The Midweek Maxi #5: Drugged Up Officials, Dickheads, Defensive Targets & Darlings of the Kop
Our new Liverpool FC weekly compendium. News. Stats. Views. Debate. Links. Data. Insights. Delights.
To read about why we’ve replaced Free Friday with The Midweek Maxi, see the intro to the first edition.
So far the bumper weekly roundup is going down extremely well with paying subscribers:
Excerpts and links to the different pieces we've published across the TTT Substack network, prior to the paywall kicking in;
Andrew Beasley’s Weekly Stats Analysis on the value of experience or need for a youthful, high energy team to get results.
Then, some of the best comments from the site this past week;
Next, Daniel Zambartas’ bumper LFC News, Media & Transfer Round-Up;
And then finally, bit of Midweek Moby (the TTT stalwart, not the beautiful bald middle-aged man), for the third mini-article of new writing within this week’s Maxi.
Job done! (Oh, and it’s also a discussion thread for the issues raised.)
Note: the Maxi may exceed the email size limit on Substack, but the whole piece can be read online by paying subscribers.
TTT Network Roundup
Links and excerpts to articles on the various TTT sites, which are run by different people and require separate subscriptions to this, the TTT Main Hub.
TTT Main Hub
First up by Chris is a tribute to James Milner and Roberto Firmino as they both played their final minutes at Anfield versus Aston Villa.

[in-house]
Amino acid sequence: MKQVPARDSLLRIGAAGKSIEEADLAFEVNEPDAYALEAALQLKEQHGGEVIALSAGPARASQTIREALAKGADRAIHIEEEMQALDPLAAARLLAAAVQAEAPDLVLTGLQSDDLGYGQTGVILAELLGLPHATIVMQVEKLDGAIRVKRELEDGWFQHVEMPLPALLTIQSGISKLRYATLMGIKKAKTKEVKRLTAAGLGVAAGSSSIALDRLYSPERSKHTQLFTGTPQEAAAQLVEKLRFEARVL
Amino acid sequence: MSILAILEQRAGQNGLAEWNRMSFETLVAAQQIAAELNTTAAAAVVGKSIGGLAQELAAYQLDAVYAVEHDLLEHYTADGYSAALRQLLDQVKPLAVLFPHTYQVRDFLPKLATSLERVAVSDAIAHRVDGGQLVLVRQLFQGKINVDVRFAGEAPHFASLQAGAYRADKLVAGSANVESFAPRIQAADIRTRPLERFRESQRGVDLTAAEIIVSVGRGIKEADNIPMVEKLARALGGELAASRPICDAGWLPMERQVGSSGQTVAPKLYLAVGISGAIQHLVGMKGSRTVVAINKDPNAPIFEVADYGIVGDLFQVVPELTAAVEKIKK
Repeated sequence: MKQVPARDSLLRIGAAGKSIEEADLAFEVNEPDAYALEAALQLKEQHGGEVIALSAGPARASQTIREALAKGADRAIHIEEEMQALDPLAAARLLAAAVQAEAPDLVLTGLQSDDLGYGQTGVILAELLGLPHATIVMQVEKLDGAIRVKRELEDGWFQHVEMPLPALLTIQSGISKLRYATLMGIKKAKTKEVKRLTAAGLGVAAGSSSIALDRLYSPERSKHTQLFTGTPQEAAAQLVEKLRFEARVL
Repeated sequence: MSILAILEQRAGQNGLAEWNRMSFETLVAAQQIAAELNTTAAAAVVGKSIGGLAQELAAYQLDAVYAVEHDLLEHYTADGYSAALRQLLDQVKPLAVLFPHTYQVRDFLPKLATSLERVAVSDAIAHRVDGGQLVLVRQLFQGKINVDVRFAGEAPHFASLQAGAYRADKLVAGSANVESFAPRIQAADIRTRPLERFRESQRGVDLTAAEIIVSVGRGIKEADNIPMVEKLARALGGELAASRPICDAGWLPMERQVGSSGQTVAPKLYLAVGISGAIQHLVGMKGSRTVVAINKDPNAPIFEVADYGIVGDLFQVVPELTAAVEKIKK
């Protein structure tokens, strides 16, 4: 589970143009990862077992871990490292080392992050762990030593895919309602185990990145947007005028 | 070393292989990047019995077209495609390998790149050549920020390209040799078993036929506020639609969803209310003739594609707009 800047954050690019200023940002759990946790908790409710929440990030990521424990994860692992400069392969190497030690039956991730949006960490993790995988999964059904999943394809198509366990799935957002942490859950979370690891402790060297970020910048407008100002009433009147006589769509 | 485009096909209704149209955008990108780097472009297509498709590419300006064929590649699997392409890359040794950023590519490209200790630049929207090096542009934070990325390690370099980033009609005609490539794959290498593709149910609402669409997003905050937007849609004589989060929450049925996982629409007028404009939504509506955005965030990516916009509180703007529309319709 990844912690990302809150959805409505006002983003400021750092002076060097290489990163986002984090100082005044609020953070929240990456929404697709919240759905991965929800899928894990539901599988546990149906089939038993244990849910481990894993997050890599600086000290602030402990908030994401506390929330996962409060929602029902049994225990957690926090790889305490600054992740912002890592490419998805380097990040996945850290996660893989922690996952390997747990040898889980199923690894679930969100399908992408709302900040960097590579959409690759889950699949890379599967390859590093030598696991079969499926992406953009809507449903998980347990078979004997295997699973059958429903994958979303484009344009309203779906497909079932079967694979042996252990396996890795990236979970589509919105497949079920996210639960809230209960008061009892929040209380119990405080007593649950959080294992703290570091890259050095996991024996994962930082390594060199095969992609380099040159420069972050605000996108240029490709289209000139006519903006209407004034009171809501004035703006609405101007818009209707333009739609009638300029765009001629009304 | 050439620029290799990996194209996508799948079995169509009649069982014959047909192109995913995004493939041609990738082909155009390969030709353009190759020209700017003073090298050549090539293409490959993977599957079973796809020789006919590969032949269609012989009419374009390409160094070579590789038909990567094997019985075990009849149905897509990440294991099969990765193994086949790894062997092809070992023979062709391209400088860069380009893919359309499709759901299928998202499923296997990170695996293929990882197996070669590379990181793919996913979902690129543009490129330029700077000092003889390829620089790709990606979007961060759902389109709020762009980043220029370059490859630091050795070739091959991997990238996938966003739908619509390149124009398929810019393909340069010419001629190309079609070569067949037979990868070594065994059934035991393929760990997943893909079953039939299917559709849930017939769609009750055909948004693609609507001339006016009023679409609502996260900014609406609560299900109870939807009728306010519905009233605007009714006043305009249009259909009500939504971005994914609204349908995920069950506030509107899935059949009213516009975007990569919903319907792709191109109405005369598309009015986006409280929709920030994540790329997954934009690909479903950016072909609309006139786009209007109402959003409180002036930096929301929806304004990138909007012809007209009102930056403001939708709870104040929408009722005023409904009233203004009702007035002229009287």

Firmino wasn't necessarily signed as a replacement for the departed flawed genius that was Luis Suarez, but we certainly had a vacancy for a high class creator and goalscorer, as Rodgers' 2014 almost-champions team lost its strike force of Suarez and Sterling, with Sturridge beset with injury and Coutinho soon to depart too. Bobby turned out be as much creator as scorer, though he bagged his share.
Firmino started slowly at Liverpool, struggling to live up to the price tag, but the arrival of Jürgen Klopp as manager transformed him. His praise for the Brazilian enthusiastic:
“He is a very important player, a connecting player, a finisher, a fighter, a defender, the first defender – that is important. A lot of things he is good at are very important for us. He’s still a good listener and a good trainer. He likes to train, he likes to learn, so that is excellent, a nice package.”
A player blessed with acute almost Kenny-esque vision for the killer through-pass, a ferocious presser and an expert in linking the play and knitting the attack together, Firmino was the lynchpin of a deadly trident, with Sadio Mane to his left and Mo Salah to his right. It was as potent and fearsome an attacking combination as any in world football at the time, and many fans would still name him as their favourite of the three.
Paul reacts to the draw against Villa, but more so the inept officiating and VAR that cost Liverpool.